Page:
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Validation of the foot length measure as an alternative tool to identify low birth weight and preterm babies in a low-resource setting like Nepal: a cross-sectional study.

Kc A, Nelin V, Vitrakoti R, Aryal S, Målqvist M - BMC Pediatr (2015)

Bottom Line: An operational cutoff of 7.2 cm was identified to screen for infants weighing <2000 grams at birth (sensitivity: 75.9%, specificity: 90.3%), and 7.8 cm was determined as the operational cutoff to identify preterm infants (sensitivity: 76.9%, specificity: 53.9%).In Nepal, at least in community settings, foot length measurement with a hard ruler may be a valid proxy to identify at-risk infants when birth weight or gestational age is unavailable.Further studies and piloting should be conducted to identify exact cutoffs that can be used within community settings.

View Article: PubMed Central - PubMed

Affiliation: International Maternal and Child Health, Department of Women's and Children's Health, Uppsala University, University Hospital, Uppsala, SE-751 85, Sweden. aaashis7@yahoo.com.

ABSTRACT

Background: The majority of infants who die in the neonatal period are born with a low birth weight (LBW, <2500 grams), or prematurely (before 37 weeks). Most deaths among these infants could be prevented with simple, low-cost interventions like kangaroo mother care (KMC) or prevention and early identification of infection. It is difficult, however, to determine birth weight and gestational age in community settings, and therefore necessary to find an appropriate alternative screening tool that can identify LBW and preterm infants.

Methods: This cross-sectional study was conducted at a tertiary hospital in Nepal to compare the validity of using three different foot length measurement methods (plastic ruler, measuring tape, and paper footprint) as screening tools for identifying babies with birth weights <2000 grams or infants born preterm (<37 weeks). LBW was defined as less than 2000 grams because of the implication for use of KMC for these infants. Non-parametric receiver operating characteristics (ROC) analysis was completed to determine which measurement method best predicted LBW and preterm birth. For the method that was the best predictor for each outcome (i.e. highest area under the curve), further analyses were completed to determine sensitivity, specificity, likelihood ratios and predictive values of an operational screening cutoff to predict LBW or preterm birth in this setting.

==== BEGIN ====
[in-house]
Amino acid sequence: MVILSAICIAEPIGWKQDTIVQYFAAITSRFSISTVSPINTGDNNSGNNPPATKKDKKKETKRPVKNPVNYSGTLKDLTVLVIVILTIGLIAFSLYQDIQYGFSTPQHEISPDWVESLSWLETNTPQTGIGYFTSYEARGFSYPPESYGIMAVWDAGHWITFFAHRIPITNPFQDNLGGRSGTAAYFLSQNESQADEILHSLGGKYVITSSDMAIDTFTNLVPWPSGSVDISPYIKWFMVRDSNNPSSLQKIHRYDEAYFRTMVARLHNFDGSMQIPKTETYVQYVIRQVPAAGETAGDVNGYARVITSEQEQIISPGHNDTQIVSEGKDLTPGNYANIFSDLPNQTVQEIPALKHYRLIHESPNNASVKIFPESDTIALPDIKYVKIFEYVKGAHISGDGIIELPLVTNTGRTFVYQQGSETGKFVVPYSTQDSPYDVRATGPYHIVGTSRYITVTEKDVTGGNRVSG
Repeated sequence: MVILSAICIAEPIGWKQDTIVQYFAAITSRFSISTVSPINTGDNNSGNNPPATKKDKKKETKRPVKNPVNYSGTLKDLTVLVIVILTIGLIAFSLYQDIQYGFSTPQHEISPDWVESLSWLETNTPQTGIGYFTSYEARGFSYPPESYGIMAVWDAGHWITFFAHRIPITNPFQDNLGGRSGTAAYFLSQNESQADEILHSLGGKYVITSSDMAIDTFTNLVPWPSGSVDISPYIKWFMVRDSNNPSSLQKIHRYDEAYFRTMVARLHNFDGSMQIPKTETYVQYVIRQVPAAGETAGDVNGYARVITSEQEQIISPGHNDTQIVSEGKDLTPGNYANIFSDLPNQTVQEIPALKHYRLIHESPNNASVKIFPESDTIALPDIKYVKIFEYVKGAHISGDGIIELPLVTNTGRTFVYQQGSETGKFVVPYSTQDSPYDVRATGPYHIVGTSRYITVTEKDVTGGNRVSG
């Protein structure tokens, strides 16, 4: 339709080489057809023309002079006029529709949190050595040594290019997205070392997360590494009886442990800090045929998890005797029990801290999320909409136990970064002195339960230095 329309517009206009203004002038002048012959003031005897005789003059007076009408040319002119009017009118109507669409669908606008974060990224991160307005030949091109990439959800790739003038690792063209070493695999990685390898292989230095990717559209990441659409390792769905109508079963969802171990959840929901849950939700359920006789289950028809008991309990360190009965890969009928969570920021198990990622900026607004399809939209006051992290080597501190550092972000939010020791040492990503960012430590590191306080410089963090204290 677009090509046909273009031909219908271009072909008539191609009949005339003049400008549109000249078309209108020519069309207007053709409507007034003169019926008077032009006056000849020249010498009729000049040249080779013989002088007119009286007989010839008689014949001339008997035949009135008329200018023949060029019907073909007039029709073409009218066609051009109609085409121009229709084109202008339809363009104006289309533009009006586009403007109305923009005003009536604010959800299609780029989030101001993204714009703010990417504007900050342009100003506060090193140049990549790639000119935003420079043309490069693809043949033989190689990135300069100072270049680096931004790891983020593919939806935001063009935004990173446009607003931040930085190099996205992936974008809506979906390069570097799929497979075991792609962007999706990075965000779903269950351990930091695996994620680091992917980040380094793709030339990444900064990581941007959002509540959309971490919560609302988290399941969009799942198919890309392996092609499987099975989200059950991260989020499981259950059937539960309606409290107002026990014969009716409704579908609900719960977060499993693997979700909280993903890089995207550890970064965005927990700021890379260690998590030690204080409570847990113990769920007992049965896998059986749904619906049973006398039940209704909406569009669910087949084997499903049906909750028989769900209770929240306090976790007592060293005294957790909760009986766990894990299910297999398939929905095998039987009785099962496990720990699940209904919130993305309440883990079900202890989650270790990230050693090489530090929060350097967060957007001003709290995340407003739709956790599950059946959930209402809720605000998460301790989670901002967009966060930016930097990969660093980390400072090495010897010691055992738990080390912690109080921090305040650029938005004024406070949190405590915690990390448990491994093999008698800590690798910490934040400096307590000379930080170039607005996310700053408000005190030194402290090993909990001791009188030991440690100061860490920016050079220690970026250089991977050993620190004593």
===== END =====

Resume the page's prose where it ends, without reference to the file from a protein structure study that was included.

Results: Of the 811 infants included in this study, 30 infants had LBW and 54 were born preterm. The plastic ruler was the measurement method with the highest area under the curve, and thus predictive score for estimating both outcomes, so operational cutoffs were identified based on this method. An operational cutoff of 7.2 cm was identified to screen for infants weighing <2000 grams at birth (sensitivity: 75.9%, specificity: 90.3%), and 7.8 cm was determined as the operational cutoff to identify preterm infants (sensitivity: 76.9%, specificity: 53.9%).

Conclusions: In Nepal, at least in community settings, foot length measurement with a hard ruler may be a valid proxy to identify at-risk infants when birth weight or gestational age is unavailable. Further studies and piloting should be conducted to identify exact cutoffs that can be used within community settings.

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Related in: MedlinePlus

Flow chart of study participants.
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Fig1: Flow chart of study participants.

Mentions: During the study period, there were a total of 4,490 women who delivered at the hospital. Twenty percent of this population was randomly selected to be included in the study for foot length measurement, a total of 898 infants. Eighteen (2.0%) infants in the referent population were stillborn and thus excluded from the study population. Further, 55 (6.3%) of the remaining infants were excluded because of exclusion criteria given in the methods section. Fourteen (2.0%) of these infants were also excluded in the final analysis due to missing data, thus the final study population with foot length and outcome measurements included 811 infants (90% of the randomly selected population) (Figure 1).Figure 1